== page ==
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The Banabans were gathered on Tarawa after World War II and told they could not return to
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The following accounts of the early history of Rabi prior to European arrival in Fiji comes from David Stanley’s –
Fiji Handbook by Moon Publications (copyright).
In 1855 a Tongan army conquered Fijian rebels on Rambi (Rabi) at the request of the Tui Cakau on Taveuni. On their departure a few years later, this chief sold the island to Europeans to cover outstanding debts. In 1941 the British government purchased Rambi Island from the Australian firm Lever Brothers for 25,000 pounds to serve as a new home for the Micronesian Banabans of Ocean Island (Banaba) in Kiribati, whose home island was being ravaged by phosphate mining. The war began before they could be resettled, and it was not unit December 1945 that the move was made (Stanley 1993: 179)
THE PURCHASE OF RABI ISLAND BY THE BANABANS
The details of the actual purchase of the island by the Banabans and from excerpts taken from Harry Maudes’ – Memorandum – The Future of the Banaban Population of Ocean Island; with Special Relation to their Land and Funds for Gilbert and Ellice Island Colony in 1946 while he was the Chief Land Commissioner and the man responsible for arranging the purchase of Rabi.
(11) A Future Home for the Banabans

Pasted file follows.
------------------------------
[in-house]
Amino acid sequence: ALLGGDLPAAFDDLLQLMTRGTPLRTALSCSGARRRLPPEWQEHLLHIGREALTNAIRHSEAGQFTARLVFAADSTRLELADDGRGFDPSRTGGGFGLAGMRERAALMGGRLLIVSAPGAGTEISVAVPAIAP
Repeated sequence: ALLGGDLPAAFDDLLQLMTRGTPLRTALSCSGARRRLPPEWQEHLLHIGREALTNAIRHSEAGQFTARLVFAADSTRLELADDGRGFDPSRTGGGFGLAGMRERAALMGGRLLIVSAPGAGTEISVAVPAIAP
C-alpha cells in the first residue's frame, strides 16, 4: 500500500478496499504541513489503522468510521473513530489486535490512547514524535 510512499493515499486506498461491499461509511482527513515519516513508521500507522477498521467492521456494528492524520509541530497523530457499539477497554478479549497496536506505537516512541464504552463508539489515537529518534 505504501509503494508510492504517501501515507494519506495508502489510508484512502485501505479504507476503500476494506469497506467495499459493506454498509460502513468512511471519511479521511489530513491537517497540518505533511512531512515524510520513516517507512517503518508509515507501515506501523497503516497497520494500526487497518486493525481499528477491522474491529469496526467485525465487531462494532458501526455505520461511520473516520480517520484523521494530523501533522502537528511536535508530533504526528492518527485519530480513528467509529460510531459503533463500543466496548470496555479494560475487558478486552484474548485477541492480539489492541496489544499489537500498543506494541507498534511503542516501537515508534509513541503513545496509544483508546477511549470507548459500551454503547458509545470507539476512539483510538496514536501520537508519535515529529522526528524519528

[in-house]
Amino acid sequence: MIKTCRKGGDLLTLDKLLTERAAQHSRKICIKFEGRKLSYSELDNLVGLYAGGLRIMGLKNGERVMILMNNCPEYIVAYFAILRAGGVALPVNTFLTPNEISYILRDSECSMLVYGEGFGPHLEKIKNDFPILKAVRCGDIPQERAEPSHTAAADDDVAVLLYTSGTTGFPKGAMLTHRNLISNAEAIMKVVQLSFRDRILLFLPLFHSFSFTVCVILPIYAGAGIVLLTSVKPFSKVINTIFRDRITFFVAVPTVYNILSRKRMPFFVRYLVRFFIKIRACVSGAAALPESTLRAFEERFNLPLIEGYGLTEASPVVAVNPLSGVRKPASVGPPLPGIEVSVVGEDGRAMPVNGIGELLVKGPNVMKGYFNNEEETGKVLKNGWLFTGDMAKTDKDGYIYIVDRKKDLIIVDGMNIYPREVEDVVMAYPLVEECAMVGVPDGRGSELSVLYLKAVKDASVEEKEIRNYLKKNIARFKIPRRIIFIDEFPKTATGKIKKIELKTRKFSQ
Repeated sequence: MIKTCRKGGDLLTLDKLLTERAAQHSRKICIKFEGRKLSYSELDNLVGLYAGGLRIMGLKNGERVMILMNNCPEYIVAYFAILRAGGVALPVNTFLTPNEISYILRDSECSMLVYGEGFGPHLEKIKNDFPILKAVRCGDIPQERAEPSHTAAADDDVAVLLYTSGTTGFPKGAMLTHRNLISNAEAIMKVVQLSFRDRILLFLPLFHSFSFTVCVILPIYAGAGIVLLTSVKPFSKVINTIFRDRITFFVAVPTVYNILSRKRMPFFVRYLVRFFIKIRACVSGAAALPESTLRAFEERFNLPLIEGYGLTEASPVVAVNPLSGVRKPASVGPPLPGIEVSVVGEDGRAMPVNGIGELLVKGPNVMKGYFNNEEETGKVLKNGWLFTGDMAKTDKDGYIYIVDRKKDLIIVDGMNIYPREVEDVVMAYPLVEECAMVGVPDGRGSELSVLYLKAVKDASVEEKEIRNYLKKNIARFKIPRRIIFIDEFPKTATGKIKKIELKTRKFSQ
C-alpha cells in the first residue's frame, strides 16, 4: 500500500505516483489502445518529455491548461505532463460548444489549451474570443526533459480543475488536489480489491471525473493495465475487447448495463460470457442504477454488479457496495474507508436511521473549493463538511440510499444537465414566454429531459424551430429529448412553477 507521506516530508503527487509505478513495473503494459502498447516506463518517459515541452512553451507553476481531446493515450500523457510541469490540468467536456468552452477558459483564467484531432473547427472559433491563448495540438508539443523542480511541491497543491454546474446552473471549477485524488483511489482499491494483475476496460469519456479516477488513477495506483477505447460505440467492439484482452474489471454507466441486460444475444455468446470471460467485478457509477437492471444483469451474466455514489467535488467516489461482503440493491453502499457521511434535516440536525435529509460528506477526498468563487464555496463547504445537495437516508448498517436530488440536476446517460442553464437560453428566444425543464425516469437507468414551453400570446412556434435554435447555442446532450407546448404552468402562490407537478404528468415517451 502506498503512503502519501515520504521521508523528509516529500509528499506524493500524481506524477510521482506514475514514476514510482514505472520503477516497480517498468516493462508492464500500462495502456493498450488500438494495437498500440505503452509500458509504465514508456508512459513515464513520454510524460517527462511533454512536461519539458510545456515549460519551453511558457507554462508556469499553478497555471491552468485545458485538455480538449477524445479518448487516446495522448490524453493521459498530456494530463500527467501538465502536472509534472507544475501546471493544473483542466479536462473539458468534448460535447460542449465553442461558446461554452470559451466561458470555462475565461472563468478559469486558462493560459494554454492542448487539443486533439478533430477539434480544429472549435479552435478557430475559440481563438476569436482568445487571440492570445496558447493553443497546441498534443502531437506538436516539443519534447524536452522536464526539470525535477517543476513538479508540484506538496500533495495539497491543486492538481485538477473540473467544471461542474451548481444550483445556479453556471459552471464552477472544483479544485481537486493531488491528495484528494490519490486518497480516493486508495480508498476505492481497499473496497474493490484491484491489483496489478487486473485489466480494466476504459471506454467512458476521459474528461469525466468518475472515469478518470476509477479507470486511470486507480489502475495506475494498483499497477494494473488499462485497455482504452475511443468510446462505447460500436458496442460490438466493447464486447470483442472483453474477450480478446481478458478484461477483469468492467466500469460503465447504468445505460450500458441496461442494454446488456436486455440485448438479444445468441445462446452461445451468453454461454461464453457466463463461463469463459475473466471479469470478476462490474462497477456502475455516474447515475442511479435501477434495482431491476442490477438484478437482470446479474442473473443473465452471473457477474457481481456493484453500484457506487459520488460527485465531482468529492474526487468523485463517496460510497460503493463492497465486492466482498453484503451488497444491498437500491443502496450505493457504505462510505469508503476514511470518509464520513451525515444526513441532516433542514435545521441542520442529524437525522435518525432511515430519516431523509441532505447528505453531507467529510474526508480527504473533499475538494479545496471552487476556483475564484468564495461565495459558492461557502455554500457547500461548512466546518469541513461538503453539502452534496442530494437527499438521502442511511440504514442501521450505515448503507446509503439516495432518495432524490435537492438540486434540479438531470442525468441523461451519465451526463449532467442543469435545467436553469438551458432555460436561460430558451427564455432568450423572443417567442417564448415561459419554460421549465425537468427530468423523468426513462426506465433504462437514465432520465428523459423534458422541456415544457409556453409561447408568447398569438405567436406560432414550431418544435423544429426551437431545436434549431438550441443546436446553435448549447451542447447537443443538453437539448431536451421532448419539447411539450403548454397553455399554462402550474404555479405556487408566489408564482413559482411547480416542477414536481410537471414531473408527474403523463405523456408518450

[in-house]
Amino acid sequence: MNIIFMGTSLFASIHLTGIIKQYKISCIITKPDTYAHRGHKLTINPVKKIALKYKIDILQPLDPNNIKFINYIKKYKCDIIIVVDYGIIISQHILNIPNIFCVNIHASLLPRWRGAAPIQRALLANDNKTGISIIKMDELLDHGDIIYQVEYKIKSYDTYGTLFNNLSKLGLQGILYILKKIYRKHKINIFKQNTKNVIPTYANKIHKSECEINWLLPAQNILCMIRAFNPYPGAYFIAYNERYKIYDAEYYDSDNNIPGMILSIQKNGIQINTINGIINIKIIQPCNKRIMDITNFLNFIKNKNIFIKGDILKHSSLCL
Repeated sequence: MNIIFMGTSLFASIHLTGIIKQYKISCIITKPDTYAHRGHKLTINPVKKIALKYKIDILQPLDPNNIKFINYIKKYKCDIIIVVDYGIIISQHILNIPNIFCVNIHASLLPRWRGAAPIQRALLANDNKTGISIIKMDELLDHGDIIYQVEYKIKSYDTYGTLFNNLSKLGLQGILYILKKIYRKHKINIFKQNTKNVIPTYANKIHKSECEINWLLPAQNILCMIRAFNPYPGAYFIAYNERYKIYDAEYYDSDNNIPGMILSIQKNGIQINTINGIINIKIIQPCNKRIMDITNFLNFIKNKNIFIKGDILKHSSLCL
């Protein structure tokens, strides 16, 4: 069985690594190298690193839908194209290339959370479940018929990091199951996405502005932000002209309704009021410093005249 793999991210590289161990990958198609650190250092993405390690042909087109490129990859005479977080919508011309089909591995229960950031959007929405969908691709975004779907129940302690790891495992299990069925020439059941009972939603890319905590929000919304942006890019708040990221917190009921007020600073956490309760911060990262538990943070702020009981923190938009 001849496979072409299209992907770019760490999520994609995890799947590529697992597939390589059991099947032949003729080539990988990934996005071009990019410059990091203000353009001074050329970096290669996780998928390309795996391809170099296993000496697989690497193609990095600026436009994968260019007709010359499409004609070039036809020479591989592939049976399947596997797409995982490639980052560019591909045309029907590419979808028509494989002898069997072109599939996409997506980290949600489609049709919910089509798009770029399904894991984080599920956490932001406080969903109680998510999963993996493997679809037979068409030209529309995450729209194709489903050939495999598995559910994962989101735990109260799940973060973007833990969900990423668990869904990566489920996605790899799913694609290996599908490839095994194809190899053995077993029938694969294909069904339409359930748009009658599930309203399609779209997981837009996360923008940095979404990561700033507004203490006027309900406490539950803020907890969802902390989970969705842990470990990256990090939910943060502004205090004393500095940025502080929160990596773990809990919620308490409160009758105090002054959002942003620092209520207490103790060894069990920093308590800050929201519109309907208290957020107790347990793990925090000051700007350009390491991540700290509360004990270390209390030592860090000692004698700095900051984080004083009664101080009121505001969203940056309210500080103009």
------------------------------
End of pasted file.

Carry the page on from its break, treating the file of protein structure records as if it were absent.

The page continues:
28. As long ago as 1914 the Authorities were worried about the fate of the Banabans when the phosphate industry on Ocean Island came to and end, and in 1927 the creation of a Provident Fund was proposed, which should be sued for the purchase of a future home for the community. The Resident Commissioner pointed out that if the phosphate industry was to fail “the race would literally be blotted out of existence: five hundred and fifty denaturalized natives could not possible live on the interest yielded by the Banaban Fund”. The Banaban Provident Fund was commenced in 1931, with the approval of the Secretary of State, and financed by the transfer of £20,000 from the Old Royalty Trust Fund augmented by 2d.per ton royalty under the 1931 Resumption Settlement little interest was taken in the project for a future home by the Banabans themselves for some years, since they feared that it might be a trick to have them removed from Ocean Island in order to facilitate the operations of the British Phosphate Commission, and it was not until 1940 that they proposed the acquisition of Wakaya Island, in the Fiji Group. In their proposal the Banabans made it clear that they were unwilling to consider Wakaya as a replacement for Ocean Island, but desired it to be regarded rather as a second home. They felt that the younger generation was growing up in too Europeanised an atmosphere and that, if they were to preserve their racial identity they were insistent that their rights to land on Ocean Island should continue undiminished. A survey of Wakaya was accordingly undertaken, which showed it to be unsuitable for ht support of a large population owing to the shallow depth of most of the fertile soils and the poor water supply.